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Rohingya Fire Emergency Response 2021

Last updated:
25 June 2021
Concern Worldwide

The fire

On 22 March 2021, a devastating fire broke out in the Kutupalong Balukhali Extension, a refugee camp hosting Rohingya refugees in Cox's Bazar, Bangladesh. The fire caused significant damage to several camps within the site and also damaged a reported 200 structures in the host community.

The damage caused by the fire significantly set back the humanitarian response and exacerbated the existing needs of the Rohingya, who were already living in precarious conditions. It is estimated that out of the 124,381 people living in the camps affected by the fire, 88,000 were affected with 48,300 being displaced. The people affected by the fire lost their homes and belongings and families whose shelters were not directly damaged or destroyed by the fires were still affected by the damage the fire caused to latrines, water pumps, health facilities, learning centres, markets and distribution sites.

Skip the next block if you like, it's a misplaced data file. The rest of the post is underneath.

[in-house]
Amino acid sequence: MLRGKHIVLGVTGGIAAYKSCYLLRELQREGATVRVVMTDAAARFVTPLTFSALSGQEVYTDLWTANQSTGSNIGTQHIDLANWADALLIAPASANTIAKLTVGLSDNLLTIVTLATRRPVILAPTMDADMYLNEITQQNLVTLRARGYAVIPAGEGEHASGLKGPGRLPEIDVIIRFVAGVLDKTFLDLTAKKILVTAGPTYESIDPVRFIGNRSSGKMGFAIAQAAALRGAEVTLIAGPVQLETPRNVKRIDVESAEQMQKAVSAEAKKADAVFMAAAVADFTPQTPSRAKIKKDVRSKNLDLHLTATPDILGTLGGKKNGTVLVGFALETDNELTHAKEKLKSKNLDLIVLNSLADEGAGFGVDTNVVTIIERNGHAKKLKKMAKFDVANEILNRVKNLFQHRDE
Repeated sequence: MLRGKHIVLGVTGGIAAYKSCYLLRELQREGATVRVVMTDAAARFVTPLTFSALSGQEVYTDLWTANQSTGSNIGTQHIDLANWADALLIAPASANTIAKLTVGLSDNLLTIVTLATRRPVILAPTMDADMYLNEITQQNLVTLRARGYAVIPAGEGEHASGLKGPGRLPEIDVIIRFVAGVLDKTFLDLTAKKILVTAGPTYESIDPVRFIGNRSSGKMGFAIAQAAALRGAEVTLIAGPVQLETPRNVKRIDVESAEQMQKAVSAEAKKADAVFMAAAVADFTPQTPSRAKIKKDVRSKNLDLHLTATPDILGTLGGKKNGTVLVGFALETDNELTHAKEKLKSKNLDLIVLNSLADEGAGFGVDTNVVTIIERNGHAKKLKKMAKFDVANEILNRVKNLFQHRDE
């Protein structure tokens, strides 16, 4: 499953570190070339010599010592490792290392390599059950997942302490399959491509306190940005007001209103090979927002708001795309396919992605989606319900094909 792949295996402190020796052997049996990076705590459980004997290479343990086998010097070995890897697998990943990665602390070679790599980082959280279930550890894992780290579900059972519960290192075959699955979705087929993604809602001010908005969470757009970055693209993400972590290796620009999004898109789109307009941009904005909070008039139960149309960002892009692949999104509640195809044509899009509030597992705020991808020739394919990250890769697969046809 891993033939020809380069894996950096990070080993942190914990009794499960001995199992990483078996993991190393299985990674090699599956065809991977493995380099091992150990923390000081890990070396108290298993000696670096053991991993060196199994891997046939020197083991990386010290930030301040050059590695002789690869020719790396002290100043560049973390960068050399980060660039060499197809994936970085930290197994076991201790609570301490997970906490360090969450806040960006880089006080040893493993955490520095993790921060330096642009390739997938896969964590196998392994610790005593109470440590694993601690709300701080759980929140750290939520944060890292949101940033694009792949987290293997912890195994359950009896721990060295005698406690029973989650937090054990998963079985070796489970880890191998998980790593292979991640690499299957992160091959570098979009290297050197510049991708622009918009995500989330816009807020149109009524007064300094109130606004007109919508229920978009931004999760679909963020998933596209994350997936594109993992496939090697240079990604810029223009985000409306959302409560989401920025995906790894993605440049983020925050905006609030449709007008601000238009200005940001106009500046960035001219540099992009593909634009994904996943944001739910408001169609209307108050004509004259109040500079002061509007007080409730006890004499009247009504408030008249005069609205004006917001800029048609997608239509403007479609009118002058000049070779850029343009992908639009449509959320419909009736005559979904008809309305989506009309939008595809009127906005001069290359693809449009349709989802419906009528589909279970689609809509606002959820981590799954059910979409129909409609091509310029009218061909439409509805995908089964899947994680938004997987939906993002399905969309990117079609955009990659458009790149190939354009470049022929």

Fire in the Kutupalong Balukhali Extension refugee camp hosting Rohingya refugees in Cox's Bazar, Bangladesh in March 2021. Photo: Concern Worldwide.
Fire in the Kutupalong Balukhali Extension refugee camp hosting Rohingya refugees in Cox's Bazar, Bangladesh in March 2021. Photo: Concern Worldwide.

Concern's response

Concern Worldwide has been working in Bangladesh since 1972 and has worked in Cox’s Bazar intermittently over the years. Since September 2017, Concern has scaled up its operation in Cox’s Bazar to address the humanitarian needs of the Rohingya people living in refugee camps. In 2020, Concern began responding to the Covid-19 crisis working to improve the resilience of vulnerable households and improve COVID-19 infection prevention and control at health facilities and at community level in the Rohingya refugee camps in Cox’s Bazar.